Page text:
A transfer is a change in job assignment. It may involve a promotion or demotion or no change at all in status and responsibility. A transfer has to be viewed as a change in assignment in which an employee moves from one job to another in the same level of hierarchy, requiring similar skills, involving approximately same level of responsibility, same status and same level of pay. A transfer does not imply any ascending (promotion) or descending (demotion) change in status or responsibility.
Purposes of Transfer
Organisations resort to transfers with a view to serve the following purposes:
i. To meet the organisational requirements: Organisations may have to transfer
employees due to changes in technology, changes in volume of production, production schedule, product line, quality of products, changes in the job pattern caused by change in organisational structure, fluctuations in the market conditions like demands fluctuations, introduction of new lines and/or dropping of existing lines. All these changes demand the shift in job assignments with a view to place the right man on the right job.
ii. To satisfy the employee needs: Employees may need transfers in order to satisfy their desire to work under a friendly superior, in a department/region where opportunities for advancement are bright, in or near their native place or place of interest, doing a job where the work itself is challenging, etc.
iii. To utilise employees better: An employee may be transferred because management feels that his skills, experience and job knowledge could be put to better use elsewhere.
iv. To make the employee more versatile: Employees may be rolled over different jobs to expand their capabilities. Job rotation may prepare the employee for more challenging assignments in future.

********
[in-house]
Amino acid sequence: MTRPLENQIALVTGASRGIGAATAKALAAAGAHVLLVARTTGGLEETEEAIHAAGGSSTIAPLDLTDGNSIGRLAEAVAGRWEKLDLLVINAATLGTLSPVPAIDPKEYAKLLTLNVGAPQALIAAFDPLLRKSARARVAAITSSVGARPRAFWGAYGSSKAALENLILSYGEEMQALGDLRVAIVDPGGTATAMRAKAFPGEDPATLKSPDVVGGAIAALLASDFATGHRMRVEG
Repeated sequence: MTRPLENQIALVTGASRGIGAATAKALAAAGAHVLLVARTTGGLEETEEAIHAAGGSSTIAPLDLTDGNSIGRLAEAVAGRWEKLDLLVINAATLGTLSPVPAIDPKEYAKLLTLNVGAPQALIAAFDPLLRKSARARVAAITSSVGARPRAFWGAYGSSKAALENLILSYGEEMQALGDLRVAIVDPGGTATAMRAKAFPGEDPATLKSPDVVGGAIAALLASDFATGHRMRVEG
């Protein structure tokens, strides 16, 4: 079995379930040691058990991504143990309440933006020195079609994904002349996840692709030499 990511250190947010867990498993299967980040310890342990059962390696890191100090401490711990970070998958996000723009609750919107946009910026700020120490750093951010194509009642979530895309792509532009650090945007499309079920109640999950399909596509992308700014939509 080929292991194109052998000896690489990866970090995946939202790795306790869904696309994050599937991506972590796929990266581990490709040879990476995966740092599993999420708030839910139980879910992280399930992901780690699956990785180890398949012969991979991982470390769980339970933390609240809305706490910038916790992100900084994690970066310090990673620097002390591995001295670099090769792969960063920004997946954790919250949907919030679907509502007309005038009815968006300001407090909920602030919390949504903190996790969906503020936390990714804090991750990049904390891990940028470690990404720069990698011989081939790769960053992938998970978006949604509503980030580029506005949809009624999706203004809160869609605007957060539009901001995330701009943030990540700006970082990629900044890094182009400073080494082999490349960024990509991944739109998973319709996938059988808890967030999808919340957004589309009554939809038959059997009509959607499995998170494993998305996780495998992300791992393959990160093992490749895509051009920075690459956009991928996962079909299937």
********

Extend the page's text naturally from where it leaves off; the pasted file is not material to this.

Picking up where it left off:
v. To adjust the workforce: Workforce may be transferred from a plant where there is less work to a plant where there is more work.
vi. To provide relief: Transfers may be made to give relief to employees who are overburdened or doing hazardous work for long periods.
vii. To reduce conflicts: Where employees find it difficult to get along with colleagues in a particular section, department or location – they could be shifted to another place to reduce conflicts.
viii. To punish employees: Transfers may be effected as disciplinary measures – to shift employees indulging in undesirable activities to remote, far-flung areas.
Types of Transfers
Transfers can be classified thus:
i. Production transfers : Transfers caused due to changes in production.
ii. Replacement transfers : Transfers caused due to replacement of an employee
working on the same job for a long time.
iii. Rotation transfers : Transfers initiated to increase the versatility of
iv. Shift transfers : Transfers of an employee from one shift to another.
v. Remedial transfers : Transfers initiated to correct the wrong placements.
vi. Penal transfers : Transfers initiated as a punishment for indisciplinary
action of employees.
Transfer Policy
Organisations should clearly specify their policy regarding transfers. Otherwise, superiors
may transfer their subordinates arbitrarily if they do not like them. It causes frustration among employees. Similarly, subordinates may also request for transfers even for the petty issues. Most of the people may ask for transfer to riskless and easy jobs and places. As such, organisation may find it difficult to manage such transfers. Hence, an organisation should formulate a systematic transfer policy. A systematic transfer policy should contain the following items:
i. Specification of circumstances under which an employee will be transferred in the
case of any company initiated transfer.
ii. Name of the superior who is authorised and responsible to initiate a transfer.
iii. Jobs from and to which transfers will be made, based on the job specification,
description and classification, etc.
iv. The region or unit of the organisation within which transfers will be administered.

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